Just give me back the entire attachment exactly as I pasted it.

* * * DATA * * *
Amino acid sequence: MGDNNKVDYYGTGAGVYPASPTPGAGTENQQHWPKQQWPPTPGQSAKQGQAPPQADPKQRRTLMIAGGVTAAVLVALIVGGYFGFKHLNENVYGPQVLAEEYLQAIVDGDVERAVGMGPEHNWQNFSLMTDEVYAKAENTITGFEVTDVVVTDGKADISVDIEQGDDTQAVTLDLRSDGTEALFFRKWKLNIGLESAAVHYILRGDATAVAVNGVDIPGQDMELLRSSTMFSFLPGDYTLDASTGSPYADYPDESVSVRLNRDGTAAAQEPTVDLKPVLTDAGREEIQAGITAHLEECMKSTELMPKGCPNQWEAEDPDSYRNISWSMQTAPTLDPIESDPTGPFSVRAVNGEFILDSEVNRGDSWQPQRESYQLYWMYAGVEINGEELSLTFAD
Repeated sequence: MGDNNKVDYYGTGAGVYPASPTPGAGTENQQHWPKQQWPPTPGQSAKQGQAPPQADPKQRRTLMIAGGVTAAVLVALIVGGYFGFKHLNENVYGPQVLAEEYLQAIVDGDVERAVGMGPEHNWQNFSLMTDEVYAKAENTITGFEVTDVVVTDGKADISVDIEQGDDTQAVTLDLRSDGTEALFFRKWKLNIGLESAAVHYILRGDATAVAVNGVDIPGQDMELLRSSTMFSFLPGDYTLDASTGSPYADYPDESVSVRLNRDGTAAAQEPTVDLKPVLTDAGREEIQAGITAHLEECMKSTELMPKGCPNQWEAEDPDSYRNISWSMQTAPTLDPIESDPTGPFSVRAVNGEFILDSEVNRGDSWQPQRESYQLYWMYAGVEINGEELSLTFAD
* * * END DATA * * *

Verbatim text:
Amino acid sequence: MGDNNKVDYYGTGAGVYPASPTPGAGTENQQHWPKQQWPPTPGQSAKQGQAPPQADPKQRRTLMIAGGVTAAVLVALIVGGYFGFKHLNENVYGPQVLAEEYLQAIVDGDVERAVGMGPEHNWQNFSLMTDEVYAKAENTITGFEVTDVVVTDGKADISVDIEQGDDTQAVTLDLRSDGTEALFFRKWKLNIGLESAAVHYILRGDATAVAVNGVDIPGQDMELLRSSTMFSFLPGDYTLDASTGSPYADYPDESVSVRLNRDGTAAAQEPTVDLKPVLTDAGREEIQAGITAHLEECMKSTELMPKGCPNQWEAEDPDSYRNISWSMQTAPTLDPIESDPTGPFSVRAVNGEFILDSEVNRGDSWQPQRESYQLYWMYAGVEINGEELSLTFAD
Repeated sequence: MGDNNKVDYYGTGAGVYPASPTPGAGTENQQHWPKQQWPPTPGQSAKQGQAPPQADPKQRRTLMIAGGVTAAVLVALIVGGYFGFKHLNENVYGPQVLAEEYLQAIVDGDVERAVGMGPEHNWQNFSLMTDEVYAKAENTITGFEVTDVVVTDGKADISVDIEQGDDTQAVTLDLRSDGTEALFFRKWKLNIGLESAAVHYILRGDATAVAVNGVDIPGQDMELLRSSTMFSFLPGDYTLDASTGSPYADYPDESVSVRLNRDGTAAAQEPTVDLKPVLTDAGREEIQAGITAHLEECMKSTELMPKGCPNQWEAEDPDSYRNISWSMQTAPTLDPIESDPTGPFSVRAVNGEFILDSEVNRGDSWQPQRESYQLYWMYAGVEINGEELSLTFAD